The tension quickly builds in the opening chapter. “When Joseph came up to his brothers, they stripped Joseph of his tunic, the ornamented tunic that he was wearing, and took him and cast him into the pit. The pit was empty; there was no water in it.” (Genesis 37:24) How could Joseph’s very own brothers be so cruel? “Then they sat down to a meal.” (Genesis 37:25) After throwing him into a pit, they callously sit down to eat.
And yet how often do we go about our days, eating our meals, as injustices are committed around us?
This was the prophets’ keen observation. Abraham Joshua Heschel argues that it was their pathos which forms the foundation of our Bible. He writes: “[The prophets] are some of the most disturbing people who ever lived: the men whose inspiration brought the Bible into being—the men whose image is our refuge in distress, and whose voice and vision sustain our faith.”
The rabbis married a Haftarah portion, a selection from the prophets, with every Torah portion. Haftarah means to complete and thus the Haftarah completes, and compliments, the Torah portion. Vayeshev is paired with the first of the literary prophets, Amos who lived in the eighth century B.C.E. He castigates the people for their greed. He rails against oppression. “Because they have sold for silver those whose cause was just and the needy for a pair of sandals. Ah, you who trample the heads of the poor into the dust of the ground and make the humble walk a twisted course…” (Amos 2:6-7) The prophet appears to recall the sins of Joseph’s brothers. His warnings could very well have been directed against the brothers.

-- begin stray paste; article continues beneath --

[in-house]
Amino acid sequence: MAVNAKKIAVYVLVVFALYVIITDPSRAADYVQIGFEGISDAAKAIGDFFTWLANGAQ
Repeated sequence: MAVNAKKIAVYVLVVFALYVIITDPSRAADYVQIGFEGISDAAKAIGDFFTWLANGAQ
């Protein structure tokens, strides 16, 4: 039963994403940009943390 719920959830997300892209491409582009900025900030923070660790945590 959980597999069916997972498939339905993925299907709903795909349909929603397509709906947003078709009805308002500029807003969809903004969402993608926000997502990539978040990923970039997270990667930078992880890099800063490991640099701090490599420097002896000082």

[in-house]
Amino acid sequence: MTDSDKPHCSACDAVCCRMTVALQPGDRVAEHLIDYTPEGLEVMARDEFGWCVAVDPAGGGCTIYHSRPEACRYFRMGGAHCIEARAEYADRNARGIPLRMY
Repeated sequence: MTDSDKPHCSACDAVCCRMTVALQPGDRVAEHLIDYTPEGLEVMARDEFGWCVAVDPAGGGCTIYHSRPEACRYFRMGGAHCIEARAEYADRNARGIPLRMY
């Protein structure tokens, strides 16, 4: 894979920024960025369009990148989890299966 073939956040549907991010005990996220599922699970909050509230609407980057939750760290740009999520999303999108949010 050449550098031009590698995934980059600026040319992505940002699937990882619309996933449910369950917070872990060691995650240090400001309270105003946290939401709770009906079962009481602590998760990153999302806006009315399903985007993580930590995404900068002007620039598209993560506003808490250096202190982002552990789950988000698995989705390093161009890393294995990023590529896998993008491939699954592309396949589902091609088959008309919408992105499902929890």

It is a mystery why the rabbis instituted the reading of the Haftarah. Some suggest it was during a time when the Torah reading was forbidden and so the Haftarah would offer hints of what people were unable to hear. Others suggest it was because people were growing increasingly unfamiliar with the prophets and the importance of their message. The Haftarah reminds us of our obligations to the world at large. Do we hear its message?
Too often we chant the Haftarah’s words but fail to take them into our hearts. This was one of the critiques the early Reform rabbis offered. We had forgotten to speak against society’s ills. “The Lord roars from Zion, shouts aloud from Jerusalem… Ah you who turn justice into wormwood and hurl righteousness to the ground.” (Amos 5:7) What will make us regain the prophetic spirit that is the heritage of Reform? What injustices will call us to regain our voice?
The world calls for our attention and concern. There is racism and violence, torture and poverty, terror and hunger.
The prophet demands that we not turn aside, that we pay more careful attention to the world’s travails. And yet Heschel rightly notes that the prophet speaks in an octave too high. How can we hear the shrill scream? He writes: “The prophet is sleepless and grave. The frankincense of charity fails to sweeten cruelties. Pomp, the scent of piety, mixed with ruthlessness, is sickening to him who is sleepless and grave. Perhaps the prophet knew more about the secret obscenity of sheer unfairness, about the unnoticed malignancy of established patterns of indifference…”
And we continue with our meals. Do we hear the prophet’s call?